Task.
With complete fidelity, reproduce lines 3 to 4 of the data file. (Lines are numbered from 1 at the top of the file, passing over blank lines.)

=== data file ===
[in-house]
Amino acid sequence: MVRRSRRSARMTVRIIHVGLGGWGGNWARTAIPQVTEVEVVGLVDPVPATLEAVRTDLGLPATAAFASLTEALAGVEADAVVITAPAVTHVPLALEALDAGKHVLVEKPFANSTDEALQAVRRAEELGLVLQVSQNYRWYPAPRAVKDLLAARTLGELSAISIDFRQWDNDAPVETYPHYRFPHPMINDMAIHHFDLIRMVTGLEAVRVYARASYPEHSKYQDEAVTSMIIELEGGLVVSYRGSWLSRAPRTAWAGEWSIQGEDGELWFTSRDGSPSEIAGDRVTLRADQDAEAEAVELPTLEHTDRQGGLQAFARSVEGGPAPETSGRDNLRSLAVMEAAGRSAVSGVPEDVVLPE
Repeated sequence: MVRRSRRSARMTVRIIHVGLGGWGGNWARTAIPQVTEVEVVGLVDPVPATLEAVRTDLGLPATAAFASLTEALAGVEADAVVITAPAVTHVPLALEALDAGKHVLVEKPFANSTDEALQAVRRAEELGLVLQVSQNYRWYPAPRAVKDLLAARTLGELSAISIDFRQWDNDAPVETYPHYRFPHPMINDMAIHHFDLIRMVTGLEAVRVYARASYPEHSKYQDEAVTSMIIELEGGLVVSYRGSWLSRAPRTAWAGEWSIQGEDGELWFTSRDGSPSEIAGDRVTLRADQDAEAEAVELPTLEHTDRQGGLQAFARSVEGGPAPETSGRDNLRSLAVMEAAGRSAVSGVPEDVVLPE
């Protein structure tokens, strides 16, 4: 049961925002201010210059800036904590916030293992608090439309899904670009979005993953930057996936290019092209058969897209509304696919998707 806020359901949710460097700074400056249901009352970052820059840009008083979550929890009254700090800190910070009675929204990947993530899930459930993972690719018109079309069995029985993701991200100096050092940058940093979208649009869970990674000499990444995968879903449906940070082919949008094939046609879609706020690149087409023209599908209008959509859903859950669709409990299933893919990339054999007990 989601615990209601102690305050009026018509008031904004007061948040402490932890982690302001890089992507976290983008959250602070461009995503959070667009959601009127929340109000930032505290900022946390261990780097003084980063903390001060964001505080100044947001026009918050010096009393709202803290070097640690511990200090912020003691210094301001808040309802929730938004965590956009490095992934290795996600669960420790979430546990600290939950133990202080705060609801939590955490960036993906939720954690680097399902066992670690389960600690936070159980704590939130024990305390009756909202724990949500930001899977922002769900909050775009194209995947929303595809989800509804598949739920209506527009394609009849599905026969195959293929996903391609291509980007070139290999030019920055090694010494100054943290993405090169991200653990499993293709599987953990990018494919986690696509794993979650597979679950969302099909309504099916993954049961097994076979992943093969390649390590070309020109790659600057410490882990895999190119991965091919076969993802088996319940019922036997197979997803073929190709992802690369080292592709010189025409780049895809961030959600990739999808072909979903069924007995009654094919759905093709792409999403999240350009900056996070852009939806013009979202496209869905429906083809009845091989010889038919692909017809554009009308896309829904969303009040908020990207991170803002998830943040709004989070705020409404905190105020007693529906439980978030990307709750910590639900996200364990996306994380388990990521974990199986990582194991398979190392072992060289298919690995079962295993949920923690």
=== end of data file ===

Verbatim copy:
Repeated sequence: MVRRSRRSARMTVRIIHVGLGGWGGNWARTAIPQVTEVEVVGLVDPVPATLEAVRTDLGLPATAAFASLTEALAGVEADAVVITAPAVTHVPLALEALDAGKHVLVEKPFANSTDEALQAVRRAEELGLVLQVSQNYRWYPAPRAVKDLLAARTLGELSAISIDFRQWDNDAPVETYPHYRFPHPMINDMAIHHFDLIRMVTGLEAVRVYARASYPEHSKYQDEAVTSMIIELEGGLVVSYRGSWLSRAPRTAWAGEWSIQGEDGELWFTSRDGSPSEIAGDRVTLRADQDAEAEAVELPTLEHTDRQGGLQAFARSVEGGPAPETSGRDNLRSLAVMEAAGRSAVSGVPEDVVLPE
């Protein structure tokens, strides 16, 4: 049961925002201010210059800036904590916030293992608090439309899904670009979005993953930057996936290019092209058969897209509304696919998707 806020359901949710460097700074400056249901009352970052820059840009008083979550929890009254700090800190910070009675929204990947993530899930459930993972690719018109079309069995029985993701991200100096050092940058940093979208649009869970990674000499990444995968879903449906940070082919949008094939046609879609706020690149087409023209599908209008959509859903859950669709409990299933893919990339054999007990 989601615990209601102690305050009026018509008031904004007061948040402490932890982690302001890089992507976290983008959250602070461009995503959070667009959601009127929340109000930032505290900022946390261990780097003084980063903390001060964001505080100044947001026009918050010096009393709202803290070097640690511990200090912020003691210094301001808040309802929730938004965590956009490095992934290795996600669960420790979430546990600290939950133990202080705060609801939590955490960036993906939720954690680097399902066992670690389960600690936070159980704590939130024990305390009756909202724990949500930001899977922002769900909050775009194209995947929303595809989800509804598949739920209506527009394609009849599905026969195959293929996903391609291509980007070139290999030019920055090694010494100054943290993405090169991200653990499993293709599987953990990018494919986690696509794993979650597979679950969302099909309504099916993954049961097994076979992943093969390649390590070309020109790659600057410490882990895999190119991965091919076969993802088996319940019922036997197979997803073929190709992802690369080292592709010189025409780049895809961030959600990739999808072909979903069924007995009654094919759905093709792409999403999240350009900056996070852009939806013009979202496209869905429906083809009845091989010889038919692909017809554009009308896309829904969303009040908020990207991170803002998830943040709004989070705020409404905190105020007693529906439980978030990307709750910590639900996200364990996306994380388990990521974990199986990582194991398979190392072992060289298919690995079962295993949920923690």